One of my biggest fears about the whole Penn State child sex abuse scandal is that in all our sanctimony and schadenfreude, we may be making future situations worse. Particularly in terms of transparency. Now that the NCAA has punished Penn State with massive penalties, I wonder if other institutions, in the future, will allow for independent investigations, create open access for the investigators, and then release the conclusions to the public.
Most people would agree that anyone who abuses a child, youth, or vulnerable adult in anyway should be punished. I think we could also agree that those who shield, enable, or empower abusers should also be held responsible for their actions. An institution such as a university has a duty to hold their constituents responsible for their actions. Our legal system has a duty to hold people responsible when they violate our laws. Punishment is not the problem.
My concern is that at what point does the punishment deter future transparency? What will be the lesson of Penn State? One would hope that it would be to stop abuse as soon as it occurs and to take institutional responsibility for the safety of everyone who comes onto the institution’s premises. The problem might be that institutions might take a different lesson. When the NCAA acts on a report commissioned by Penn State, to punish the institution that has not technically broken NCAA rules, in a manner that is outside the own NCAA’s normal process, in ways that are unprecedented, what will future institutions do when their is a crisis at hand? Will they collaborate with investigators? Will they make their people and records available? Will they commission an independent report?
One person from Penn State has been convicted. Others will probably be tried. Some have been fired or put on leave. Undoubtedly the institution will be sued. The Department of Education might punish the university for breaking federal law. All of this seems appropriate and is the normal ways of trying to deal with the horror of child abuse. No punishment can undo what the abuser did. Appropriate punishment sends a clear signal that we as a society will not stand for child abuse. Too much punishment though and I fear that it will hurt future transparency. Too many people are already afraid of being transparent.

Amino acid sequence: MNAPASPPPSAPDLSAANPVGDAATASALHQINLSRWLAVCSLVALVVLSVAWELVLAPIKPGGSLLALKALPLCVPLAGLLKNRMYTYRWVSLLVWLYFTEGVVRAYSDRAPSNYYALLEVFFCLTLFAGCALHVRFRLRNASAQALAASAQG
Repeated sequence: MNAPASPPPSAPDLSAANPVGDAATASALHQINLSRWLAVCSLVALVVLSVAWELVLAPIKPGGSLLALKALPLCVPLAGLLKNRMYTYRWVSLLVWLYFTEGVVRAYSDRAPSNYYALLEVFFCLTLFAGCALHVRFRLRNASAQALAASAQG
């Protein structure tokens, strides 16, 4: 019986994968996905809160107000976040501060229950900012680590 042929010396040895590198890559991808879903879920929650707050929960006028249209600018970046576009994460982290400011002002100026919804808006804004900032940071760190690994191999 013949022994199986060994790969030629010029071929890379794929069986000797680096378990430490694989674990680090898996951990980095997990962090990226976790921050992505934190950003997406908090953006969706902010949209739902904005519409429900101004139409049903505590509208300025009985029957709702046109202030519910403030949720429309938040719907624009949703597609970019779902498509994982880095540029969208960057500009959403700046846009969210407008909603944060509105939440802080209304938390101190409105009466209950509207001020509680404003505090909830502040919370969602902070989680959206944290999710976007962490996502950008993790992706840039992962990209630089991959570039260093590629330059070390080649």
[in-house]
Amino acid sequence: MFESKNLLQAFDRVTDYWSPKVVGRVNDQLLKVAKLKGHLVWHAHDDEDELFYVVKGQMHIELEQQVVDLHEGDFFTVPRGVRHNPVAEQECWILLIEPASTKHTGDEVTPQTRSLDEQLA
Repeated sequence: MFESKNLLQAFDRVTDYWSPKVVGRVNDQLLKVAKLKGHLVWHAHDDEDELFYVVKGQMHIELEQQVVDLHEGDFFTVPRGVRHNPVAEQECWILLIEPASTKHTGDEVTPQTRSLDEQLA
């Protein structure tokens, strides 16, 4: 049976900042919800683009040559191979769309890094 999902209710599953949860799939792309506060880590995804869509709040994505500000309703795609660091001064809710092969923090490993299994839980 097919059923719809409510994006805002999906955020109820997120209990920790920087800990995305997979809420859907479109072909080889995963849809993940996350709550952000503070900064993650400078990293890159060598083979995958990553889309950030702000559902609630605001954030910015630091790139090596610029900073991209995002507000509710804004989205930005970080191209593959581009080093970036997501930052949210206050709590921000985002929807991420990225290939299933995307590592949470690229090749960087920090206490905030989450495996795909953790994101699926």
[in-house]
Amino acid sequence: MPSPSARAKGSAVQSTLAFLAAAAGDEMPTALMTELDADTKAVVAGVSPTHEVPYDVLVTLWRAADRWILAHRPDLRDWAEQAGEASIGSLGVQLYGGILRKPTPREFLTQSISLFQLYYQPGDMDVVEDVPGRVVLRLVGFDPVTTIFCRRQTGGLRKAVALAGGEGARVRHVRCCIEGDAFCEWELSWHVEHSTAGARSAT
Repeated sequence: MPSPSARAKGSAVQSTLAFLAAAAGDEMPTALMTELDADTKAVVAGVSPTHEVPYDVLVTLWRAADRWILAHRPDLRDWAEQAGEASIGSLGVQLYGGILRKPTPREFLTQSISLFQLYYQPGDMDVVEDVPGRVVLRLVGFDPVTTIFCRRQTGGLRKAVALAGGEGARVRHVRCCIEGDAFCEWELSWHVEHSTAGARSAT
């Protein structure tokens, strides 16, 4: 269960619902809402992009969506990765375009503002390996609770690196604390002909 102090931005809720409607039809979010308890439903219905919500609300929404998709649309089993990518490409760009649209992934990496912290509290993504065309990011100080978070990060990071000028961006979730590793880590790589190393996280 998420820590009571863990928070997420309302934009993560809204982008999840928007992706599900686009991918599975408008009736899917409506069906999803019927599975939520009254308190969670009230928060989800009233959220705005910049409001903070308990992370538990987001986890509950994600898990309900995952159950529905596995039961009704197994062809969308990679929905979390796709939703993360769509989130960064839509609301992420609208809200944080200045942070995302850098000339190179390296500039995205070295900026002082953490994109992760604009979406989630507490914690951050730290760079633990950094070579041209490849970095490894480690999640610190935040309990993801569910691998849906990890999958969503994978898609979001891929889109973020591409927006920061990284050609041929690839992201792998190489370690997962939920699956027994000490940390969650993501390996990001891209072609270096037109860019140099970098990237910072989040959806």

There may be a tipping point in terms of punishment. Appropriate punishment might encourage institutions to do the right thing. If the punishment becomes too heavy, institutions might just have more incentive to hide their dirty laundry, to plead the fifth when testifying, to have documents shredded, emails disappear, and victims discredited. Instead of owning up to problems, the institution might just double down.
Our goal in punishment should not be to feed our baser instincts. I believe it should be to to create environments and systems where children, youth, and vulnerable adults are not abused. Where institutions have a vested interest in protecting children, youth, and vulnerable adults. When abuse does occur to report it. If systemic abuse occurs, to admit a failure in the institutions’s systems and to be transparent about that failure. Too much punishment might create perverse incentives not to be transparent.